Red Cabbage Litmus Experiment

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Red Cabbage Litmus Test - Chemistry you can do in your kitchen!

One of the books we’re using as part of our science curriculum this year is Science in the Kitchen by Rebecca Heddle (an Usborne book). It explains wonderful, easy experiments using items you have around the house!

Last week, we talked about taste buds and did some tests with sweet and bitter foods. Today, we discussed sour things and conducted a test with red cabbage water to see which foods and beverages are acids and which are bases. (The book calls them non-acids to keep it simple for younger learners.)

First, while I boiled water, the girls tore the red cabbage into small pieces and put it into a pot. When the water was boiling, I poured it over the cabbage pieces and let it sit until it cooled off (30-40 minutes). Then, I strained out the cabbage leaves. We were left with pretty purple cabbage water to use for our experiment!

Next, I filled lots of applesauce cups that were destined for the recycle bin with the red cabbage water.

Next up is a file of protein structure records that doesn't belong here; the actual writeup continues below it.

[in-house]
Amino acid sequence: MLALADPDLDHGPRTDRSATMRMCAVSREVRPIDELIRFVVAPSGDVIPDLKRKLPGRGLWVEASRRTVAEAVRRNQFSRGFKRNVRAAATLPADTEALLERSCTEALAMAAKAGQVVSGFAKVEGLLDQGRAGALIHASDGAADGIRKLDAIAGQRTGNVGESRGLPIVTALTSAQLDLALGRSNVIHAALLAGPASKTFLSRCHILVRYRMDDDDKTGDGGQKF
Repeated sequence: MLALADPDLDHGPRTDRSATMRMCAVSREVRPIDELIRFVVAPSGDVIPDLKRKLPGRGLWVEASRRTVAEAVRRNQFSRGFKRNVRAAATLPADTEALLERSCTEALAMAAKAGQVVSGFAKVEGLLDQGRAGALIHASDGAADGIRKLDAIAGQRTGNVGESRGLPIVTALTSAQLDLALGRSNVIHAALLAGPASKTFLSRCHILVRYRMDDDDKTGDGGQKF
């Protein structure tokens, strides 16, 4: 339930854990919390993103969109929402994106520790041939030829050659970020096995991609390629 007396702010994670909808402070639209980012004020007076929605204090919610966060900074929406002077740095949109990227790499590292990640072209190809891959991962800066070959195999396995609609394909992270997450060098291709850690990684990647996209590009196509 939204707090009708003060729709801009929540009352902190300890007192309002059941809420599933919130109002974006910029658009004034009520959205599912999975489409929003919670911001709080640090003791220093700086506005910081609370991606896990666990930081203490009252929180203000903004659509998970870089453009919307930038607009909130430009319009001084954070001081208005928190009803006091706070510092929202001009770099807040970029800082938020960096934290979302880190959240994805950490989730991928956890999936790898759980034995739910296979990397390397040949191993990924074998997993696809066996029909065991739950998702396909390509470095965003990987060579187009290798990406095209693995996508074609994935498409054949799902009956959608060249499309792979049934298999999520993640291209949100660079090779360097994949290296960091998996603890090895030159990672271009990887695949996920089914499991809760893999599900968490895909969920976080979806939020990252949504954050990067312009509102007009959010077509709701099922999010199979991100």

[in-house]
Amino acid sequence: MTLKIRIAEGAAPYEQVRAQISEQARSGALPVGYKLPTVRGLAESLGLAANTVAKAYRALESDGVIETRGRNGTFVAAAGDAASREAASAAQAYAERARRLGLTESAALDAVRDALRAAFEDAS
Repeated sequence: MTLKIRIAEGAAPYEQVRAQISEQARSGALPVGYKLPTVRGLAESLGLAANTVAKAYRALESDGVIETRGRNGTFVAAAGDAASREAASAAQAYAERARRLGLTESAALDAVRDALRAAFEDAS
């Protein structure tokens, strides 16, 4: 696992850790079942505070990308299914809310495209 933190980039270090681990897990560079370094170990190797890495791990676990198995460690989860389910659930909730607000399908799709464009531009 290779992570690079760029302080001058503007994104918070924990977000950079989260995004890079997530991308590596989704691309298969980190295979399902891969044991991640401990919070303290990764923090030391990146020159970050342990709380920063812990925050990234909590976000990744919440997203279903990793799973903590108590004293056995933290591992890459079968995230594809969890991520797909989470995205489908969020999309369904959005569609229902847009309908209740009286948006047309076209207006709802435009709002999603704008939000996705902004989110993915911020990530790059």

Then, we created a list of foods and drinks we wanted to test. (We didn’t buy anything special—just looked around to see what we had!) The girls made predictions about whether they contained acids or not. We decided to check lemon juice, sugar, cinnamon applesauce, apple juice, milk, grape juice, apple cider vinegar, salt, filtered water, Coke Zero, and iced tea.

The red cabbage water turned pink when acids were added and stayed purple or changed to a dark bluish-green when bases were added. Some of the foods yielded obvious results immediately. With others, the “answer” became more obvious after it had sat there for a while.

I had the girls check their predictions against the actual results on the chart we made. They were only wrong three times!

We had quite an array of colors by the time we finished.

This experiment was a lot of fun, and the only cost was time and the money I spent on red cabbage!


 Jennifer Janes is a writer and stay-at-home mom who home educates her  two young daughters.  You can read more from her at








More kitchen chemistry resources:

– Amazing Kitchen Chemistry Projects You Can Build Yourself 

– Janice VanCleave’s Chemistry for Every Kid: 101 Easy Experiments that Really Work

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Apple Science Experiment


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